Grand-Scrutton emphasises this slide should be tailored to your audience’s understanding, perhaps more so than your actual inspirations.

“If your game is influenced by a quirky Japanese title that sold 10,000 copies in the UK, it’s not going to be good enough to put on there – even if it is your biggest inspiration,” he says. “The people signing off on this stuff want to see a game that they can type in and see the words ‘sold 500,000 copies.’

“I’m not telling you to lie. What I’m saying is make sure you try and find a way to root your truth in something that has had financial success, because let’s be honest, a lot of the time that’s all the people are looking for on the other end.”

Discuss the story

Almost every game you pitch will have a narrative element, and it’s important you discuss this in the original pitch, summarising the premise of the game in a single slide.

This is also a chance to demonstrate you understand your audience – not just the end users who will play the game, but also the people you’re pitching to.

“If you’re pitching to a visually-driven company, showing how you would achieve your vision of their art is important but expensive”

“For instance, when I pitched to Disney, I didn’t claim for a second that I can tell stories better than Disney, because no one can,” Grand-Scrutton says. “Instead, I said ‘Here’s a story in a concept but we want to work with you to really develop this.’ If you’re pitching for something that isn’t necessarily a story-driven IP, then sure, you can show off your storytelling skills, but this [story slide] isn’t about showing off, it’s about the conceit for which the game sits in.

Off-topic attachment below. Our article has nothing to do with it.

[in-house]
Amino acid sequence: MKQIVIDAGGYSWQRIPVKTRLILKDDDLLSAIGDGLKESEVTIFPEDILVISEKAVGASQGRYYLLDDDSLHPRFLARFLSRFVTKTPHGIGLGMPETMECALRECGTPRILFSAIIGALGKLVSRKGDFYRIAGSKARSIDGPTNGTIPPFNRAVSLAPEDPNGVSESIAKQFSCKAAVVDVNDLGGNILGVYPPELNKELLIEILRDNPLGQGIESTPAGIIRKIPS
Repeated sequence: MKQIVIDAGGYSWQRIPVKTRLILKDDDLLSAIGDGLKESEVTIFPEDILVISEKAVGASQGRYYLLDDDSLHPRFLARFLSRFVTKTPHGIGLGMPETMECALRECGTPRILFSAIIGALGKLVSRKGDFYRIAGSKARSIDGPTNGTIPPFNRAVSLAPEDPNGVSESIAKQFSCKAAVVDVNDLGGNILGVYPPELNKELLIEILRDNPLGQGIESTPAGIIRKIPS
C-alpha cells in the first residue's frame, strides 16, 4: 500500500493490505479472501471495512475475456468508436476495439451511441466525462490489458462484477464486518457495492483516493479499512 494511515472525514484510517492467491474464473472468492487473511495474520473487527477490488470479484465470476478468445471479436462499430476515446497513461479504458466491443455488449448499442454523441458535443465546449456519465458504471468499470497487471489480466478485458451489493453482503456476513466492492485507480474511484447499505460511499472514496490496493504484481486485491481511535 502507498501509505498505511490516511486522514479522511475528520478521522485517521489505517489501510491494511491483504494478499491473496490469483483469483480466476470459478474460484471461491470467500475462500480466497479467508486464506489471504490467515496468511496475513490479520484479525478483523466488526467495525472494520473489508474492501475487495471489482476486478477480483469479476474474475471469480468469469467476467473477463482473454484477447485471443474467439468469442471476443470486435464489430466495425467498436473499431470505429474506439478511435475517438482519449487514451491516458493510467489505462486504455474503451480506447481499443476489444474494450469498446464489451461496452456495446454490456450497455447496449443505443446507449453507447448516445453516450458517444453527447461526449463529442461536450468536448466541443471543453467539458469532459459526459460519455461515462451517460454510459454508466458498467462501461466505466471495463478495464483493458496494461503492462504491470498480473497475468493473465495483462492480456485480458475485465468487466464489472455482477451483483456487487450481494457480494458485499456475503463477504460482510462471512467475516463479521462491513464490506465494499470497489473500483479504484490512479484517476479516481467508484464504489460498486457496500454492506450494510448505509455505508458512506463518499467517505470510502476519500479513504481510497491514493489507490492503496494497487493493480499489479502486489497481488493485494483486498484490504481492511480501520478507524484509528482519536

“Don’t tell storytellers that you know how to write stories better than them, but give those people who aren’t natural storytellers the faith that you can bring something to the IP.”

Grand-Scrutton also encourages developers to ask whether they will be able to write the story with their own writers. That might not be decided during the pitch meeting, but it’s worth broaching early.

Describe the visuals of your game

You need to convey what the finished game will look like – but Grand-Scrutton says to avoid saying it will recreate the visual quality of the property in question.

“That’s very unlikely and you probably don’t want it to, and they don’t want it to,” he explains.

He suggests making a simple slide to give an idea of the visual style, using reference images if you have them or drawing some new ones.

“You don’t have to have bespoke art necessarily, but it will help at times,” Grand-Scrutton adds. “If you’re pitching to a very visually-driven company, being able to show how you would achieve your vision of their art is important, but it’s expensive.”

It’s also worth including some concept art in, and a gameplay mock-up so you can better describe it to anyone in the room that isn’t a games person.

Explain who the target audience is

Developers need to ask themselves, ‘Who is the game for?’ And there’s one answer Grand-Scrutton says you need to avoid.

“Do not say ‘Everyone’,” he says. “It’s a lie. You know you want everyone in the world to play it, but you’re not making a game for everyone. If you demonstrate you know who the audience is and what part of that audience you’re targeting, it makes you look good.”